Bob Crane was an American disc jockey and actor, best known for his performance as Colonel Robert E. Hogan in the television sitcom Hogan’s Heroes, which ran from 1965 to 1971. Crane appeared in a number of other career-crushing shows, including Police Woman, Quincy M.D., The Love Boat, and NBC’s short-lived The Bob Crane Show, which the network canceled after only three months.
“Any other actor in this situation would simply have faded into obscurity” said Benjamin Nettle, senior fellow at the Museum of Television and Radio in Beverly Hills, Calif. “Crane’s lingering popularity can be attributed to the public’s fascination with his personal demons, not his career. Most Americans have trouble remembering who won World War II, let alone how Colonel Hogan fared in the final episode of the series. If there’s still interest in Crane, it’s because of his violent end.”
Popular opinion supports Nettle’s observations. Today, Bob Crane’s legacy is more closely tied to his controversial death than his life as an American television personality.
On the night of June 28, 1978, Crane allegedly called John Henry Carpenter to dissolve their friendship. The following day, Crane was discovered bludgeoned to death at the Winfield Place Apartments in Scottsdale, Arizona. Police never discovered the weapon, but it was widely speculated to have been a camera tripod. Detectives also found semen on Crane’s dead body and presumed that the murderer may have ejaculated on the corpose after the killing. Subsequent investigations exposed the actor’s deviant sexual predilections and his obsession with pornography, which stoked the already blazing fire of public outrage and curiosity. But without sufficient evidence, meaningful leads, a motive or even a suspect, the case was shelved.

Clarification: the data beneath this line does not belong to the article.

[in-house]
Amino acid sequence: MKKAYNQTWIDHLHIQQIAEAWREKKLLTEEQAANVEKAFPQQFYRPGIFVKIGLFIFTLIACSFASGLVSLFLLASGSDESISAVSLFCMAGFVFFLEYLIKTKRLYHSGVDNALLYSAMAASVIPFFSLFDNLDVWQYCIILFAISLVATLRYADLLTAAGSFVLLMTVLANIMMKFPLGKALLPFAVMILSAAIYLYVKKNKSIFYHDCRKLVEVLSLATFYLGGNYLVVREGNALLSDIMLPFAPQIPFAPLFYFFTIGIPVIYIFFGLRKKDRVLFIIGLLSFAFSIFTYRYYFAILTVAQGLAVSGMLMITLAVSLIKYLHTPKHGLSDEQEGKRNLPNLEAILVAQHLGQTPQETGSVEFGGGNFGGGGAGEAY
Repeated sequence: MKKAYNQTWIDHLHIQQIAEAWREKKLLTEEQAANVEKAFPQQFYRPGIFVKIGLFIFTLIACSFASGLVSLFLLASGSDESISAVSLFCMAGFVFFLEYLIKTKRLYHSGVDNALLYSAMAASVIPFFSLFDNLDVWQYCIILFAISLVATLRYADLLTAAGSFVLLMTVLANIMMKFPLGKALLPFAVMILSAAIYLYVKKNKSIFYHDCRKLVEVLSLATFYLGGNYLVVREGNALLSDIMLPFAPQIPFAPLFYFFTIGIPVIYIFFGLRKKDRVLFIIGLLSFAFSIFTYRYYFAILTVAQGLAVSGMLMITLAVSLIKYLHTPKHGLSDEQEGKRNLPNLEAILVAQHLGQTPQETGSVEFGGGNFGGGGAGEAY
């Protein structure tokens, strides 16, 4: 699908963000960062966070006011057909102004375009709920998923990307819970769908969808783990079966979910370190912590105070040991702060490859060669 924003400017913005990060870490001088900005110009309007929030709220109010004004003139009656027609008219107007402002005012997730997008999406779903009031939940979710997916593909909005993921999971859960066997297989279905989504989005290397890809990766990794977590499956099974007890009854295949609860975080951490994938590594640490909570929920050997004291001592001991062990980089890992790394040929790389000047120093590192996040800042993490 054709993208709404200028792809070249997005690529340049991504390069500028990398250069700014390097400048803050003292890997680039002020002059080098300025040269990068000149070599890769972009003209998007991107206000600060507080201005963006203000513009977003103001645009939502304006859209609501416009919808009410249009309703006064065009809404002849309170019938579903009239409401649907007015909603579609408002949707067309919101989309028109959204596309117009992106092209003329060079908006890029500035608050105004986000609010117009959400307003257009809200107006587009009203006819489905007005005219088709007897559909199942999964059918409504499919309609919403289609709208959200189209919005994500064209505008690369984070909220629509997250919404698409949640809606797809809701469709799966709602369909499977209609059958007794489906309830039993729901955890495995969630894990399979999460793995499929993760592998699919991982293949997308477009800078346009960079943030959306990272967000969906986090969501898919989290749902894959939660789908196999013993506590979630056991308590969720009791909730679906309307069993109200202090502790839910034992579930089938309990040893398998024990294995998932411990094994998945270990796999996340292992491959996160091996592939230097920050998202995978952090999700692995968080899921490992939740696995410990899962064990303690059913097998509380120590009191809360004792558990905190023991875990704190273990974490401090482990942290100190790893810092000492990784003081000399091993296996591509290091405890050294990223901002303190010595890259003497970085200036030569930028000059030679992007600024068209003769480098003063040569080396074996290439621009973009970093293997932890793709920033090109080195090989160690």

In 1992, 14 years after the murder, the case was reopened. Carpenter was arrested and indicted, despite the lack of convicting evidence. He was eventually acquitted two years later and maintained his innocence until his death on September 4, 1998.
For nearly four decades, the murder has ranked among Hollywood’s most famous unsolved cases. That is until last week when a new breed of technologically savvy criminologists at the University of California, Irvine, petitioned to open the case again. The collected evidence was reexamined using computer modeling, digital re-enactments, DNA testing and advanced forensic techniques. The head examiner released these findings to the media this afternoon:
“Bob Crane. There were certainly a lot of theories. Some say an ex-girl friend did him in. Some say he masturbated himself to death. Some say the friends of Crane, who were forced to watch volumes of pornography with him while he pleasured himself, are to blame. But that’s not what happened. This was not a murder.”
The examiner concluded, “The semen was clearly Crane’s. He kept vials of the stuff all over the place. One of them must have broken in the accident. Crane committed suicide, that’s the long and short of it. He beat himself to death with a hammer. And that’s a difficult thing to do. Takes hours. And a lot of patience.”